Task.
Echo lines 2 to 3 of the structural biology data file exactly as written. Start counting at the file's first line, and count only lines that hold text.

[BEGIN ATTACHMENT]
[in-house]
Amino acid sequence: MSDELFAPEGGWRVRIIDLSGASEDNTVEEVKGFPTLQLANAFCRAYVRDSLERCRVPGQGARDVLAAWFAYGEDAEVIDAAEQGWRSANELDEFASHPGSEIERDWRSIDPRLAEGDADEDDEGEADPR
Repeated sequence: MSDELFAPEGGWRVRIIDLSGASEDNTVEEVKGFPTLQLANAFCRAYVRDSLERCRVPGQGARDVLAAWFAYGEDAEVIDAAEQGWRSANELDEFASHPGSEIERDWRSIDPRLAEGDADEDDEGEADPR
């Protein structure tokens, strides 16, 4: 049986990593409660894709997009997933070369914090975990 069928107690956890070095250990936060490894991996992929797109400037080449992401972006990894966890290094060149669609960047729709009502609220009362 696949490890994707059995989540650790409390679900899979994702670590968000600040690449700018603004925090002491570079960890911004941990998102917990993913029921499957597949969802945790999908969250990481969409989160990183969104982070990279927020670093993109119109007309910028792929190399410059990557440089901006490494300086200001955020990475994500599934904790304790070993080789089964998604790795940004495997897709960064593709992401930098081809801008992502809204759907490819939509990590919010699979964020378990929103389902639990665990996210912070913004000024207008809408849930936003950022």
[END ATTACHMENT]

Amino acid sequence: MSDELFAPEGGWRVRIIDLSGASEDNTVEEVKGFPTLQLANAFCRAYVRDSLERCRVPGQGARDVLAAWFAYGEDAEVIDAAEQGWRSANELDEFASHPGSEIERDWRSIDPRLAEGDADEDDEGEADPR
Repeated sequence: MSDELFAPEGGWRVRIIDLSGASEDNTVEEVKGFPTLQLANAFCRAYVRDSLERCRVPGQGARDVLAAWFAYGEDAEVIDAAEQGWRSANELDEFASHPGSEIERDWRSIDPRLAEGDADEDDEGEADPR